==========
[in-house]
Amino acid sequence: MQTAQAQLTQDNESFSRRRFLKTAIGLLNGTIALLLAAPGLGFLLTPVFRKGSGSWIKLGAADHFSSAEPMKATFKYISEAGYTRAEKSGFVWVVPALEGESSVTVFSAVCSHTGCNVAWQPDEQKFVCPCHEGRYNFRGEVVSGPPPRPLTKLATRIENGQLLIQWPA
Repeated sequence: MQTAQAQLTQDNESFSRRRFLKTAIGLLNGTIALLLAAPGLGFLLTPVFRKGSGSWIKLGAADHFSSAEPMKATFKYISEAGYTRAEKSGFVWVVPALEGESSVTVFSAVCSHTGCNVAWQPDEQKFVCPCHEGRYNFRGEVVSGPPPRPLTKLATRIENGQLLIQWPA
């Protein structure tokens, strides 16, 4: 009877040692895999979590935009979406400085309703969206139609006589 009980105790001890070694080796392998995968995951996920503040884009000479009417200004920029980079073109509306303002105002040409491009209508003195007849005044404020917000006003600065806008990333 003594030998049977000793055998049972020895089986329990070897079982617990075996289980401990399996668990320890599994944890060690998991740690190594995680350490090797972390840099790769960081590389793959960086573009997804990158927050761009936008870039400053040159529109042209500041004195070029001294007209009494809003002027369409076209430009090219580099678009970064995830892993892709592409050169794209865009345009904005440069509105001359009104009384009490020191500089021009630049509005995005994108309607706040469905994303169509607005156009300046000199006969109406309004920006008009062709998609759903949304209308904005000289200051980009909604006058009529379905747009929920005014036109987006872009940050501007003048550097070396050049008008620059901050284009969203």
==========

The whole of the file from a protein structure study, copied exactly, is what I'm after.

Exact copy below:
[in-house]
Amino acid sequence: MQTAQAQLTQDNESFSRRRFLKTAIGLLNGTIALLLAAPGLGFLLTPVFRKGSGSWIKLGAADHFSSAEPMKATFKYISEAGYTRAEKSGFVWVVPALEGESSVTVFSAVCSHTGCNVAWQPDEQKFVCPCHEGRYNFRGEVVSGPPPRPLTKLATRIENGQLLIQWPA
Repeated sequence: MQTAQAQLTQDNESFSRRRFLKTAIGLLNGTIALLLAAPGLGFLLTPVFRKGSGSWIKLGAADHFSSAEPMKATFKYISEAGYTRAEKSGFVWVVPALEGESSVTVFSAVCSHTGCNVAWQPDEQKFVCPCHEGRYNFRGEVVSGPPPRPLTKLATRIENGQLLIQWPA
């Protein structure tokens, strides 16, 4: 009877040692895999979590935009979406400085309703969206139609006589 009980105790001890070694080796392998995968995951996920503040884009000479009417200004920029980079073109509306303002105002040409491009209508003195007849005044404020917000006003600065806008990333 003594030998049977000793055998049972020895089986329990070897079982617990075996289980401990399996668990320890599994944890060690998991740690190594995680350490090797972390840099790769960081590389793959960086573009997804990158927050761009936008870039400053040159529109042209500041004195070029001294007209009494809003002027369409076209430009090219580099678009970064995830892993892709592409050169794209865009345009904005440069509105001359009104009384009490020191500089021009630049509005995005994108309607706040469905994303169509607005156009300046000199006969109406309004920006008009062709998609759903949304209308904005000289200051980009909604006058009529379905747009929920005014036109987006872009940050501007003048550097070396050049008008620059901050284009969203």